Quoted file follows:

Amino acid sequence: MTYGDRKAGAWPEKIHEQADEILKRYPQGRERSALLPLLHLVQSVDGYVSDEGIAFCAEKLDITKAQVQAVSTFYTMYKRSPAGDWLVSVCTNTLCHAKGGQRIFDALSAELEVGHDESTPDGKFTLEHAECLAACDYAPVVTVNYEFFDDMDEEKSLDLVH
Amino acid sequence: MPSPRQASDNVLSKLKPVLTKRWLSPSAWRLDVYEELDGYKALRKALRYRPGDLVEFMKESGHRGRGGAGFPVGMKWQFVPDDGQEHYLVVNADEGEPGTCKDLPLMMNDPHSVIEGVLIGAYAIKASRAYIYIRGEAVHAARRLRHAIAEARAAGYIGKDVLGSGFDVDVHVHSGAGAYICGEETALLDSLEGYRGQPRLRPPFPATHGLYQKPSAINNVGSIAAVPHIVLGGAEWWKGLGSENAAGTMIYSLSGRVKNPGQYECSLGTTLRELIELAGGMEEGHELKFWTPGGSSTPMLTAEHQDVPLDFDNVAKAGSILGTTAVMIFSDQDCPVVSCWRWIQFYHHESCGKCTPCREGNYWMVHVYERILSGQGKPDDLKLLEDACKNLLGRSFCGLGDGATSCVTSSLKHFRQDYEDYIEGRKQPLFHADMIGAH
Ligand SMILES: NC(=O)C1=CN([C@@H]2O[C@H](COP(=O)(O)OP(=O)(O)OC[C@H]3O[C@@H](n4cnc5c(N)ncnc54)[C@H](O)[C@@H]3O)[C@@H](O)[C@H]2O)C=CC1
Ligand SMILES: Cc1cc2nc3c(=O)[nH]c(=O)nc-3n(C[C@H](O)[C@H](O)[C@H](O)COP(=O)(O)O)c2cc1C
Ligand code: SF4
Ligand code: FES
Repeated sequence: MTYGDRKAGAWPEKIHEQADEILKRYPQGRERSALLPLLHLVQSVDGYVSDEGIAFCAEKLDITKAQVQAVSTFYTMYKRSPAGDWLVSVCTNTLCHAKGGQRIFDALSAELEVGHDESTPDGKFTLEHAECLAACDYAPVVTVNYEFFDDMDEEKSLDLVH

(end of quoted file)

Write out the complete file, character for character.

Amino acid sequence: MTYGDRKAGAWPEKIHEQADEILKRYPQGRERSALLPLLHLVQSVDGYVSDEGIAFCAEKLDITKAQVQAVSTFYTMYKRSPAGDWLVSVCTNTLCHAKGGQRIFDALSAELEVGHDESTPDGKFTLEHAECLAACDYAPVVTVNYEFFDDMDEEKSLDLVH
Amino acid sequence: MPSPRQASDNVLSKLKPVLTKRWLSPSAWRLDVYEELDGYKALRKALRYRPGDLVEFMKESGHRGRGGAGFPVGMKWQFVPDDGQEHYLVVNADEGEPGTCKDLPLMMNDPHSVIEGVLIGAYAIKASRAYIYIRGEAVHAARRLRHAIAEARAAGYIGKDVLGSGFDVDVHVHSGAGAYICGEETALLDSLEGYRGQPRLRPPFPATHGLYQKPSAINNVGSIAAVPHIVLGGAEWWKGLGSENAAGTMIYSLSGRVKNPGQYECSLGTTLRELIELAGGMEEGHELKFWTPGGSSTPMLTAEHQDVPLDFDNVAKAGSILGTTAVMIFSDQDCPVVSCWRWIQFYHHESCGKCTPCREGNYWMVHVYERILSGQGKPDDLKLLEDACKNLLGRSFCGLGDGATSCVTSSLKHFRQDYEDYIEGRKQPLFHADMIGAH
Ligand SMILES: NC(=O)C1=CN([C@@H]2O[C@H](COP(=O)(O)OP(=O)(O)OC[C@H]3O[C@@H](n4cnc5c(N)ncnc54)[C@H](O)[C@@H]3O)[C@@H](O)[C@H]2O)C=CC1
Ligand SMILES: Cc1cc2nc3c(=O)[nH]c(=O)nc-3n(C[C@H](O)[C@H](O)[C@H](O)COP(=O)(O)O)c2cc1C
Ligand code: SF4
Ligand code: FES
Repeated sequence: MTYGDRKAGAWPEKIHEQADEILKRYPQGRERSALLPLLHLVQSVDGYVSDEGIAFCAEKLDITKAQVQAVSTFYTMYKRSPAGDWLVSVCTNTLCHAKGGQRIFDALSAELEVGHDESTPDGKFTLEHAECLAACDYAPVVTVNYEFFDDMDEEKSLDLVH